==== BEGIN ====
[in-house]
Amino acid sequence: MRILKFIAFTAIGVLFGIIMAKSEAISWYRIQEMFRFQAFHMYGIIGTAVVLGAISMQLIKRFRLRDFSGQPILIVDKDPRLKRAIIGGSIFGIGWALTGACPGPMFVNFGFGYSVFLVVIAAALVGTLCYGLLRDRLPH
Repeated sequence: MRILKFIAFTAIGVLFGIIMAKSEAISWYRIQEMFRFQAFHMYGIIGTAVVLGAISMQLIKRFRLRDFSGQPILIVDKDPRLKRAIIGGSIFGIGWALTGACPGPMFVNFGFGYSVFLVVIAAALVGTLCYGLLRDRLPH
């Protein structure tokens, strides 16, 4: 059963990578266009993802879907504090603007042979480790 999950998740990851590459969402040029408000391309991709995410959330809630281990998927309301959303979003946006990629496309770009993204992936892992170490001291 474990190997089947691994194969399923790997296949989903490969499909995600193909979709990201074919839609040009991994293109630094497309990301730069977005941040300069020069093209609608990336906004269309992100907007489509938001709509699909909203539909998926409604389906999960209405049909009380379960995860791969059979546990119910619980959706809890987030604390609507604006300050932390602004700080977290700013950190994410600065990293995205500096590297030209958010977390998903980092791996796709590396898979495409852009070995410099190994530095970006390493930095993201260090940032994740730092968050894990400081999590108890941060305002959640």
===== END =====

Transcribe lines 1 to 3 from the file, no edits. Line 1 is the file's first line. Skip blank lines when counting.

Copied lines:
[in-house]
Amino acid sequence: MRILKFIAFTAIGVLFGIIMAKSEAISWYRIQEMFRFQAFHMYGIIGTAVVLGAISMQLIKRFRLRDFSGQPILIVDKDPRLKRAIIGGSIFGIGWALTGACPGPMFVNFGFGYSVFLVVIAAALVGTLCYGLLRDRLPH
Repeated sequence: MRILKFIAFTAIGVLFGIIMAKSEAISWYRIQEMFRFQAFHMYGIIGTAVVLGAISMQLIKRFRLRDFSGQPILIVDKDPRLKRAIIGGSIFGIGWALTGACPGPMFVNFGFGYSVFLVVIAAALVGTLCYGLLRDRLPH